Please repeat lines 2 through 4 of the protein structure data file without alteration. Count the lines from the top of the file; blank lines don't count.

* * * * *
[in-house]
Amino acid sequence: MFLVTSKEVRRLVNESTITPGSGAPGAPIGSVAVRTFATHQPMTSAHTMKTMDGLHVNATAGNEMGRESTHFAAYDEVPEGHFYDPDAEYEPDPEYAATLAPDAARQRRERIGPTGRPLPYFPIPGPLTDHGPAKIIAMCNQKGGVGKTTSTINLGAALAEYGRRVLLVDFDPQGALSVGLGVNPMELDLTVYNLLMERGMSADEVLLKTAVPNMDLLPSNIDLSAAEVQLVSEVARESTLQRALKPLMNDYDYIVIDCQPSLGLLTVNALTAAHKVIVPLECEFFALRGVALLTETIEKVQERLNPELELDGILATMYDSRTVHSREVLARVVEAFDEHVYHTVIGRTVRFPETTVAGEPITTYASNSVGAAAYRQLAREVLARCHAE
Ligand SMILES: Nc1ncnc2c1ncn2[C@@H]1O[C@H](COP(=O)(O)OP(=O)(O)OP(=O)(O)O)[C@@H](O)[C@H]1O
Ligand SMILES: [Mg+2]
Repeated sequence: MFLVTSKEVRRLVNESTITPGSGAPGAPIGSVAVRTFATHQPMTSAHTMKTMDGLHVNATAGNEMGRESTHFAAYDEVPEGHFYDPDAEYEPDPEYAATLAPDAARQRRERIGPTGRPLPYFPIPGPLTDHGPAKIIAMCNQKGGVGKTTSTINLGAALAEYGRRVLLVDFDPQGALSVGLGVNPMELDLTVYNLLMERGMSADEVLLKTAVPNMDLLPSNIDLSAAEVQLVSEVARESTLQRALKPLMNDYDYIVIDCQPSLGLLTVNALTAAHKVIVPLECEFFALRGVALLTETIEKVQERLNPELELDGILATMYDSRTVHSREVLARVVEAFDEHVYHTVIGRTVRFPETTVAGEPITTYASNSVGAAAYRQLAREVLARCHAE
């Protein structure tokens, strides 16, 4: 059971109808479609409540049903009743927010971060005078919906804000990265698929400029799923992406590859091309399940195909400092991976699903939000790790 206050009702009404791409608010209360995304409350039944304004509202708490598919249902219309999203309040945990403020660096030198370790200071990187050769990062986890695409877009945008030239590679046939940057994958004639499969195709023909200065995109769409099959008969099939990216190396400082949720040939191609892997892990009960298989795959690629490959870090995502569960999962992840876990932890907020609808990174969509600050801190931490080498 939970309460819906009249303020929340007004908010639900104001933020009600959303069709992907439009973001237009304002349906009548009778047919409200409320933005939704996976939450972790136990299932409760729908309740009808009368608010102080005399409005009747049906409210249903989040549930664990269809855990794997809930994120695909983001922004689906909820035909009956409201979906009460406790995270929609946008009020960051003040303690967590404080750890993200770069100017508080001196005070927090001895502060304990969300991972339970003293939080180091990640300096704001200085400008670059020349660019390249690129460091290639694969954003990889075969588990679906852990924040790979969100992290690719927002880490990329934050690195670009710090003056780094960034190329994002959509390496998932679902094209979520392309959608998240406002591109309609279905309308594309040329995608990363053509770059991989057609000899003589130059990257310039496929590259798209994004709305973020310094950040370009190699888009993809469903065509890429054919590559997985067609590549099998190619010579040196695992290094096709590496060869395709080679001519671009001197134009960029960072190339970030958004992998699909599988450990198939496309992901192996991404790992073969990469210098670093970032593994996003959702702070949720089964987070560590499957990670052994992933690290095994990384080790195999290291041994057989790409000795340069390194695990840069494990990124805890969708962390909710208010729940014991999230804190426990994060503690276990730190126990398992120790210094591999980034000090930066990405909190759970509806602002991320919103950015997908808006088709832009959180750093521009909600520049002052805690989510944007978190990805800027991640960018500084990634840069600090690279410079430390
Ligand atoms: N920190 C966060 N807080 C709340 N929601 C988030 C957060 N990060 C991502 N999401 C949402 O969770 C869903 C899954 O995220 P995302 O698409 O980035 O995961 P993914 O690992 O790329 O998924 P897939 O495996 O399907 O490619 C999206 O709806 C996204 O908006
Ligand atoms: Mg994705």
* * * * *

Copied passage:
Amino acid sequence: MFLVTSKEVRRLVNESTITPGSGAPGAPIGSVAVRTFATHQPMTSAHTMKTMDGLHVNATAGNEMGRESTHFAAYDEVPEGHFYDPDAEYEPDPEYAATLAPDAARQRRERIGPTGRPLPYFPIPGPLTDHGPAKIIAMCNQKGGVGKTTSTINLGAALAEYGRRVLLVDFDPQGALSVGLGVNPMELDLTVYNLLMERGMSADEVLLKTAVPNMDLLPSNIDLSAAEVQLVSEVARESTLQRALKPLMNDYDYIVIDCQPSLGLLTVNALTAAHKVIVPLECEFFALRGVALLTETIEKVQERLNPELELDGILATMYDSRTVHSREVLARVVEAFDEHVYHTVIGRTVRFPETTVAGEPITTYASNSVGAAAYRQLAREVLARCHAE
Ligand SMILES: Nc1ncnc2c1ncn2[C@@H]1O[C@H](COP(=O)(O)OP(=O)(O)OP(=O)(O)O)[C@@H](O)[C@H]1O
Ligand SMILES: [Mg+2]